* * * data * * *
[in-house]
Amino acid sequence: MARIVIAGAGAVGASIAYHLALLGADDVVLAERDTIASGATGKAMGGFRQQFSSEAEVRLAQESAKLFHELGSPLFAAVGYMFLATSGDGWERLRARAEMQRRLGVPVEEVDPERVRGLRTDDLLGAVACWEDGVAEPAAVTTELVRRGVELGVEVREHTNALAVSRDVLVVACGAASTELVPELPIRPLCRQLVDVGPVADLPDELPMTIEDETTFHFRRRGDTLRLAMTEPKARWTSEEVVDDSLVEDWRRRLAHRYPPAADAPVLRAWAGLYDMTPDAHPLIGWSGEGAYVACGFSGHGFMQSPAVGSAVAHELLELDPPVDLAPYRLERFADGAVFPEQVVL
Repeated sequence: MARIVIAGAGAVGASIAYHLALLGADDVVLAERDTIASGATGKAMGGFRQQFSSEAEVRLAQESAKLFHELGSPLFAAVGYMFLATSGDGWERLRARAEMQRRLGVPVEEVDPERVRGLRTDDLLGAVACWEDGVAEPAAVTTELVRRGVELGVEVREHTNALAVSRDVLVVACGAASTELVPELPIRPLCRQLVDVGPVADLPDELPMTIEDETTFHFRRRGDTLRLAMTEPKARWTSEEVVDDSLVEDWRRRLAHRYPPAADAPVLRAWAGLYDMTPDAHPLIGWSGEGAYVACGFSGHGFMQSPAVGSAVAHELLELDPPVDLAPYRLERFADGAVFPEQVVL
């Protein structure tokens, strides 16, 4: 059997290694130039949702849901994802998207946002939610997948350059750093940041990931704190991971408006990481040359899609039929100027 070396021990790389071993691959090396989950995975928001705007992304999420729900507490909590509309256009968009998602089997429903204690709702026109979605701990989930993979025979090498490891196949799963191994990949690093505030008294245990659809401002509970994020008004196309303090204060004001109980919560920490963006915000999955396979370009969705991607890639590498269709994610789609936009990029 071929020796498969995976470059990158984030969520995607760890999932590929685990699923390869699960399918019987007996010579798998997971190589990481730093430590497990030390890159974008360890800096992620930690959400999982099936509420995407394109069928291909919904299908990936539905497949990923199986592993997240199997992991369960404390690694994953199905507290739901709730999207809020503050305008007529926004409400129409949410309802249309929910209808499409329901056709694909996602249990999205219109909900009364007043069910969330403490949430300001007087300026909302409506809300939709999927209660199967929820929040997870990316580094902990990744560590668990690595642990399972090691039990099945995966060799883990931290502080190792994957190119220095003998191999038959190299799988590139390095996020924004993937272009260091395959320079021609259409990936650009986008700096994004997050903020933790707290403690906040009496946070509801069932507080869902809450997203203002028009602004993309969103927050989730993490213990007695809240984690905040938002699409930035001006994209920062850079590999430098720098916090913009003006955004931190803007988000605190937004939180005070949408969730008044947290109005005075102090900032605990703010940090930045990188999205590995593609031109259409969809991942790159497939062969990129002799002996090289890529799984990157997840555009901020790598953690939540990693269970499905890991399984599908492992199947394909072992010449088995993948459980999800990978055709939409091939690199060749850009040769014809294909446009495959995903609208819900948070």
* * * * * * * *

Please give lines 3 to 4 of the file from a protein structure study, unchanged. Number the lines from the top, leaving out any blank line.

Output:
Repeated sequence: MARIVIAGAGAVGASIAYHLALLGADDVVLAERDTIASGATGKAMGGFRQQFSSEAEVRLAQESAKLFHELGSPLFAAVGYMFLATSGDGWERLRARAEMQRRLGVPVEEVDPERVRGLRTDDLLGAVACWEDGVAEPAAVTTELVRRGVELGVEVREHTNALAVSRDVLVVACGAASTELVPELPIRPLCRQLVDVGPVADLPDELPMTIEDETTFHFRRRGDTLRLAMTEPKARWTSEEVVDDSLVEDWRRRLAHRYPPAADAPVLRAWAGLYDMTPDAHPLIGWSGEGAYVACGFSGHGFMQSPAVGSAVAHELLELDPPVDLAPYRLERFADGAVFPEQVVL
């Protein structure tokens, strides 16, 4: 059997290694130039949702849901994802998207946002939610997948350059750093940041990931704190991971408006990481040359899609039929100027 070396021990790389071993691959090396989950995975928001705007992304999420729900507490909590509309256009968009998602089997429903204690709702026109979605701990989930993979025979090498490891196949799963191994990949690093505030008294245990659809401002509970994020008004196309303090204060004001109980919560920490963006915000999955396979370009969705991607890639590498269709994610789609936009990029 071929020796498969995976470059990158984030969520995607760890999932590929685990699923390869699960399918019987007996010579798998997971190589990481730093430590497990030390890159974008360890800096992620930690959400999982099936509420995407394109069928291909919904299908990936539905497949990923199986592993997240199997992991369960404390690694994953199905507290739901709730999207809020503050305008007529926004409400129409949410309802249309929910209808499409329901056709694909996602249990999205219109909900009364007043069910969330403490949430300001007087300026909302409506809300939709999927209660199967929820929040997870990316580094902990990744560590668990690595642990399972090691039990099945995966060799883990931290502080190792994957190119220095003998191999038959190299799988590139390095996020924004993937272009260091395959320079021609259409990936650009986008700096994004997050903020933790707290403690906040009496946070509801069932507080869902809450997203203002028009602004993309969103927050989730993490213990007695809240984690905040938002699409930035001006994209920062850079590999430098720098916090913009003006955004931190803007988000605190937004939180005070949408969730008044947290109005005075102090900032605990703010940090930045990188999205590995593609031109259409969809991942790159497939062969990129002799002996090289890529799984990157997840555009901020790598953690939540990693269970499905890991399984599908492992199947394909072992010449088995993948459980999800990978055709939409091939690199060749850009040769014809294909446009495959995903609208819900948070």